SO far, none of the presidential aspirants for the May 2022 national elections has issued a statement about the mounting foreign debt of the Philippines.

Recent reports said Sen. Emmanuel “Manny” Pacquiao vowed to end extrajudicial killings if he wins the race to Malacañang less than five months from now. He said he stands by the 1987 Constitution, which says that “the State values the dignity of every human person and guarantees full respect for human rights.”

Manila Mayor Francisco “Isko” Moreno Domagoso said he “would fight for the country’s claim over Sabah,” which was once part of the sultanate of Sulu but now part of Malaysia.

Vice President Maria Leonor “Leni” Robredo said during her visit to Cebu City on Monday, Dec. 13, 2021, that one of the things she will do once she is chosen as the Chief Executive is to promote a decentralized government in order for the country to promote and achieve equal growth.

Last week, during his visit to southern Cebu with vice presidential candidate Senate President Vicente Sotto III, Sen. Panfilo “Ping” Lacson said he would empower the country’s 42,046 barangays if he wins the presidency by pushing for the passage of Senate Bill 23 or the Budget Advocacy for Village Empowerment, which will give local governments and barangays the chance to implement their own projects.

Former senator Ferdinand “Bongbong” Marcos Jr., son of the late dictator Ferdinand Sr., vowed to modernize existing seaports, airports and railways so the country would become the next logistics hub in Asia, which could hasten the country’s economic recovery in the post-pandemic world.

For his part, socialist labor leader Leody de Guzman said he will push to “change the whole system of government.” He also wants to put mass murderers in jail, tax the billionaires more, institute a nationwide P750 minimum wage, end contractualization, among others.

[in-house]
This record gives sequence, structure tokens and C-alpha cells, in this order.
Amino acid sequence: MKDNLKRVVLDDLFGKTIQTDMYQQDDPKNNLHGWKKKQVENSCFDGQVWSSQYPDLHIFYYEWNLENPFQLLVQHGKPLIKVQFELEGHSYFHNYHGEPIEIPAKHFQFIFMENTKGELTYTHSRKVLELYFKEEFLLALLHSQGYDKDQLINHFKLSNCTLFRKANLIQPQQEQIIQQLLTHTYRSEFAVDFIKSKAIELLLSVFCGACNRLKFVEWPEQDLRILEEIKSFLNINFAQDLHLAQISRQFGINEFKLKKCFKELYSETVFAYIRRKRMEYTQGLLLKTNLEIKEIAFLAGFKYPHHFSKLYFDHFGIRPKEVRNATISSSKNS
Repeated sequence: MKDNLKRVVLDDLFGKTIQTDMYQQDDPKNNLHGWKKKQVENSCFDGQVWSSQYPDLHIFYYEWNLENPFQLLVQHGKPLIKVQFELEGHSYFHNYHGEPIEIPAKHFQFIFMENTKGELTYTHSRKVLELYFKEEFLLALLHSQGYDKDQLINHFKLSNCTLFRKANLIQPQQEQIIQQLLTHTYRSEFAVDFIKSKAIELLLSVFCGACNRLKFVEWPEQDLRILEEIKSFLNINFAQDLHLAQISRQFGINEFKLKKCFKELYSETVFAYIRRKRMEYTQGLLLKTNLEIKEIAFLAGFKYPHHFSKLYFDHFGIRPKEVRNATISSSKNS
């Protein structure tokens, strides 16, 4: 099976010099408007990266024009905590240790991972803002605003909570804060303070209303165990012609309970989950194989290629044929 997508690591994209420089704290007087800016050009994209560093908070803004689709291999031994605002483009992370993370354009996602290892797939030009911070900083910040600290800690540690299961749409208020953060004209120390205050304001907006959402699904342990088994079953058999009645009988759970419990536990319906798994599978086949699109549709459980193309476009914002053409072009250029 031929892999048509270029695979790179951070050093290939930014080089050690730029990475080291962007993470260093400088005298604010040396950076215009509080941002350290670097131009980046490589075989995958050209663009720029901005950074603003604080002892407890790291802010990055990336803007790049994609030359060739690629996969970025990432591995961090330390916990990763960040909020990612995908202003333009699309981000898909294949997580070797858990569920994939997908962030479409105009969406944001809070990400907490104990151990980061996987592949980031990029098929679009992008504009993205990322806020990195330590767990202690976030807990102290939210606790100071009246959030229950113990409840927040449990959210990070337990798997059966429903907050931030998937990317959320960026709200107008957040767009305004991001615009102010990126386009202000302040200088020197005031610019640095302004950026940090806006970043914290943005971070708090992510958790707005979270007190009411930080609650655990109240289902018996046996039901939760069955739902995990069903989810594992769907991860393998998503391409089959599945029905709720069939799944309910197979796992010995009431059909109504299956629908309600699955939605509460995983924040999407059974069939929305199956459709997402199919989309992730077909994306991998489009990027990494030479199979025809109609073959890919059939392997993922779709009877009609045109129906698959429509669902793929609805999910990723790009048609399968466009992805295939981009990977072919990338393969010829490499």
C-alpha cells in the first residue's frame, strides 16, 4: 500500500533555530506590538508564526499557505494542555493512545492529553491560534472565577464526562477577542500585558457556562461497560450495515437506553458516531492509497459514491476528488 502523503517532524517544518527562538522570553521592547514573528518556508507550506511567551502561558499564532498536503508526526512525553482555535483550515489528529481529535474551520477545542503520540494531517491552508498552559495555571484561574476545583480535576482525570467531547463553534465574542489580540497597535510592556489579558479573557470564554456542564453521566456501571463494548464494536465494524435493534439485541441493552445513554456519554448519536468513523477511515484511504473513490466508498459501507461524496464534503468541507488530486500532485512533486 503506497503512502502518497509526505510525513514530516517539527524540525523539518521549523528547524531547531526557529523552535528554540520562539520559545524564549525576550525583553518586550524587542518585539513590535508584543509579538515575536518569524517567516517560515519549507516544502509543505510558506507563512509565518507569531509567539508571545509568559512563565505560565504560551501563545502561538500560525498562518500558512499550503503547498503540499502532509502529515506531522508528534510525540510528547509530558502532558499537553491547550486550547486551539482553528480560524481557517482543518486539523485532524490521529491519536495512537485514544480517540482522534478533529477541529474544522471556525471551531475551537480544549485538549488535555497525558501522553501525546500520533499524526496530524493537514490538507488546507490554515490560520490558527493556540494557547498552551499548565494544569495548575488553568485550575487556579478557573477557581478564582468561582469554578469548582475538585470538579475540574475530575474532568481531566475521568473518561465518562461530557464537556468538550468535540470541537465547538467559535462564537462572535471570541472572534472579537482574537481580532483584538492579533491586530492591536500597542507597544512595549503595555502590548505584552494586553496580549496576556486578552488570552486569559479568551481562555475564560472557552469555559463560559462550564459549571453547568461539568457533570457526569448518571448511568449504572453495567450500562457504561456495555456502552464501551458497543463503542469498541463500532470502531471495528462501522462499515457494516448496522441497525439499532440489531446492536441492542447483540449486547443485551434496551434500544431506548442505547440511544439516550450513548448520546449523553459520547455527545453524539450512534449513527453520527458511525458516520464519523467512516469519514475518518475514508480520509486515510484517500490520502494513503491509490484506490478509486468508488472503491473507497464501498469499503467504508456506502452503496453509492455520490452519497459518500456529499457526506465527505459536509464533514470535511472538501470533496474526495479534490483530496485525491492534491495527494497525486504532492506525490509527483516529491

Those were some of the presidential aspirants’ promises.

Now, how about the Philippines’ foreign obligations?

The country’s international debt rose by 4.7 percent to $105.93 billion (5.3 trillion in Philippine peso) at the end of September from $101.2 billion (P5.1 trillion) at the end of June. The end-of-September external debt represents 27.3 percent of the domestic economy.

The increase in external debt came as the Philippines received emergency funds from the International Monetary Fund (IMF) and the national government’s higher borrowings for its measures in mitigating the effects of the Covid-19 pandemic.

Bangko Sentral ng Pilipinas Gov. Benjamin Diokno said in a statement that the country’s debt to gross domestic product (GDP) ratio “remains one of the lowest as compared to other Asean countries.”

The debt servicing (repayment of principal and interest) was pegged at $7.3 billion from January to September this year, representing 2.6 percent of GDP.

Paying one’s debt is a burden when one is struck with an unexpected emergency situation.

The pandemic hit the world like a thief, crippling economies. The ongoing pandemic is an emergency situation. Developing countries have had a hard time in dealing with the pandemic, and they have to borrow from the Asian Development Bank, World Bank, IMF and wealthy countries to finance their vaccination campaigns and other measures to ease the pandemic’s burden on their citizens.

Whoever is the successor of President Rodrigo Duterte, facing the Philippines’ foreign debt is a daunting task. Presidential aspirants must tell Filipinos their plans on what to do with the country’s international obligations. Will the winner do an accounting on the borrowings done during the Duterte administration?

Economic experts said foreign debt could cause problems to a borrowing country, especially a low-income developing country—slowing the growth of the economy because much of the country’s budget would go to debt servicing; causing trouble in the financial market; creating a debt crisis when the government could not repay its foreign obligations, among others.